How is actually “Liquid Gold” made?

Leonardo Olive Oil March 15, 2016 Benefits of Olive Oil 2594 Views

In India, more and more people are starting to find out what Mediterranean people have known for—literally—seven thousand years: the wonders of Olive oil.

Homer gave it a title “liquid gold“; according to the ancient Greeks the goddess Athena had created Olives; King David hired guards to safeguard Israel’s Olive groves and storerooms. Ancient people used Olive oil not only for consumption as well as cooking, however as perfume, soap and even medicine (Hippocrates even listed sixty different ailments that he said olive oil could help in being at bay!).

Olive oil have been attributed with everything from preventing and treating diabetes, obesity, cognitive function to heart diseases, thanks mainly to its high levels of MUFAs as well as its antioxidants properties.

Now to be precise, what is Olive oil? It’s a fruit juice: the nectar that you get from smashing up ripe Olives. However—looking at the different kinds as well as grades of Olive oils—its production process is a little complicated.
The Olive oil production process calls for a lot of precision and expertise and is highly dependent upon the growing region, methods of growing, harvesting and transporting, extraction as well as storage methods. Considering the olive’s richness and goodness, the process is very much time-bound, too.

Let’s explore the whole production process, in detail:

Collecting and segregating the olives
Based on the fleshiness, maturity and quality, the good as well as ripened olives are segregated. These are further stored in a warm place for a short period.

Cleaning and crushing the olives
The first step in the oil extraction process is cleaning the olives and removing the twigs, leaves, stems, and other debris left with the olives. The olives are washed with cold water to get rid of pesticides, dirt, etc.
Once olives are cleaned, they are crushed by passing between the olive crushers. The purpose of crushing is to tear the skin cells to make the release of the oil from the vacuoles easy.

Malaxing means the crushed olives are mixed for 20 to 45 minutes in large containers with slow turning tables letting make it a paste. It is no doubt, a very important step.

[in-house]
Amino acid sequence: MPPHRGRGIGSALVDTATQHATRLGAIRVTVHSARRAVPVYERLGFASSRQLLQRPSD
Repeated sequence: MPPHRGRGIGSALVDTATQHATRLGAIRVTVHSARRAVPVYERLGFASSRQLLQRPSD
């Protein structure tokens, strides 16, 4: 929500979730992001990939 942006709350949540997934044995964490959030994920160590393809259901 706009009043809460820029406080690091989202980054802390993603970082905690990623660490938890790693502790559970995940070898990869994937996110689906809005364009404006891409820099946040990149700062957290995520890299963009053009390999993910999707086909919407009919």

Cold Pressing
In this, oil is extracted by loading the paste in a hydraulic press. The olive paste is evenly spread over pressing bags covered with synthetic fibers. Each bag is covered with almost 4-6 kg of paste. Between 25-50 bags are stacked on a press plate. Plate guides are inserted at breaks of 5-6 bags. The plates help to keep the balance of the stack and to distribute the pressure equally. A piston pushes up against the stack, and the oil seeps gently through the pressing bags to attached tubes. The solid material remains in the pressing bags.

Cold-pressing talks about the fact that the oil is taken out without heating the paste, insuring the purity of the oil. The oil that is extracted is a reddish mixture of the oil and the purest form is called Extra-virgin Olive Oil.

Olive Oil Extra Light is naturally refined oil infused with Extra Virgin Olive Oil. Olive Oil-Extra Light is intermediate grade oil with mild aroma and flavor.

Olive pomace oil is obtained by treating the olive residue paste (after the fruit has been pressed) with solvents to extract the oil and then blending this product with extra virgin oil in order to enhance the product and its health benefits.

Lastly, the bags filled with the olive paste remains are run through several more presses to get the lesser grades of oil that remain.

Separating oil from vegetable water
Oil is separated swiftly from the vegetable water by pumping the mixture into a centrifuge. The centrifuge consists of a rotating drum and an auger that are spun on the same axis at great speed. As the oil and the vegetable water are of different densities, the centrifuge forces them apart and into separate containers.

Storing and packaging the oil
The oil is kept in underground container still it is ready to be shipped. Then the oil is either canned or bottled. Cans or dark-tinted bottles keep the deep-green color of the olive oil intact. Oil placed in clear-glass bottles fade to a yellowish-green color. Nevertheless, the flavor remains the same.

Lastly, do remember that Olive oil isn’t like wine, as aging does not make it better. So, when you buy a bottle, look for the year it was manufactured and try to consume it in two years, at the most.